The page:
The longest non-stop passenger flight has touched down in Australia after more than 19 hours in the air.
The milestone journey from New York to Sydney that Qantas hopes to convert into commercial success took 19 hours and 16 minutes.
It is the first of three "ultra long-haul" journeys the Australian carrier plans this year - which also include one from London to Sydney - before it decides whether to introduce regular services on marathon routes from the US and Britain to Australia.
Just 49 people travelled on the Boeing 787-9 to minimise the weight on board and give the plane sufficient fuel range to travel more than 16,000km without re-fuelling.
Qantas chief executive, Alan Joyce, called it "a really historic moment" for both the airline and world aviation.
He told reporters after arriving in Sydney: "This is the first of three test flights that's going to come up with recommendations about how we manage pilot fatigue and how we actually manage passenger jetlag."
"After 19 hours on this flight, I think we've gotten this right. It feels like we've been on a flight a lot shorter than that."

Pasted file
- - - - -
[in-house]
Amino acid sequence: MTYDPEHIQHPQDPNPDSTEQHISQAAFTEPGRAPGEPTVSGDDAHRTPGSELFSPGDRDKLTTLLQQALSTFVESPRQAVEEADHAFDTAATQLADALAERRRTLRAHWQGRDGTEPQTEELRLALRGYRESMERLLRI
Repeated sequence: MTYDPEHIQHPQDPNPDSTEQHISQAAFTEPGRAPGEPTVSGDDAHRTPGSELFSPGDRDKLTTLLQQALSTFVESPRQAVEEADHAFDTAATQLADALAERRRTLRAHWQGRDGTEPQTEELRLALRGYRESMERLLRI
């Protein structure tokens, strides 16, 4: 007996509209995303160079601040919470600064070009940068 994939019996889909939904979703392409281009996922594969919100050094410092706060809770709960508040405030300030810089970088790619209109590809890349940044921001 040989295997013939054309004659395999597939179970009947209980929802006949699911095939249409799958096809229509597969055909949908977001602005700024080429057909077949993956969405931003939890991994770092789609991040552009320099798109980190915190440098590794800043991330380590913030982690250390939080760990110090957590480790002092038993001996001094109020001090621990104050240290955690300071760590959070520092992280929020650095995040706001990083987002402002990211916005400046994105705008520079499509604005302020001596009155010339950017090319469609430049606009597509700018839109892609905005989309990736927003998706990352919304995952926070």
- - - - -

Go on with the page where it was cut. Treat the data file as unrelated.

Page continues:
Qantas partnered with two Australian universities to monitor how jetlag affected the health of passengers and crew members as they crossed multiple time zones.
After boarding the flight, passengers set their watches to Sydney time and were kept awake until night fell in eastern Australia with lighting, exercise, caffeine and a spicy meal.
Six hours later, they were served a high-carbohydrate meal, told to avoid screens, and the lights were dimmed to encourage them to sleep through the night.
Professor Marie Carroll, a researcher from Sydney University who conducted the experiment, said she expected the innovative approach would result in "absolutely minimal" jetlag.
"I expect that they will have a normal day today and a normal night's sleep tonight," she said, adding that she felt "amazingly good" considering the flight time.
"It's all an experiment to see if airlines can adjust their schedule of food, beverages, exercise and lighting to be in sync with the destination time."
The four pilots on board - who rotated between flying duties - also wore devices that tracked their brain waves and alertness.
The Australian and International Pilots Association, which represents Qantas pilots, has raised concerns about whether pilots will get enough quality rest during ultra long-range flights to maintain peak performance.
It has called for a "scientific long-term study" into the impacts on crews.
The airline says the test journeys are just one facet of the work it is doing to ensure the flights are operated safely.
Qantas last year introduced the first direct service from the western Australian city of Perth to London, with the 17-hour journey one of the longest passenger flights in the world.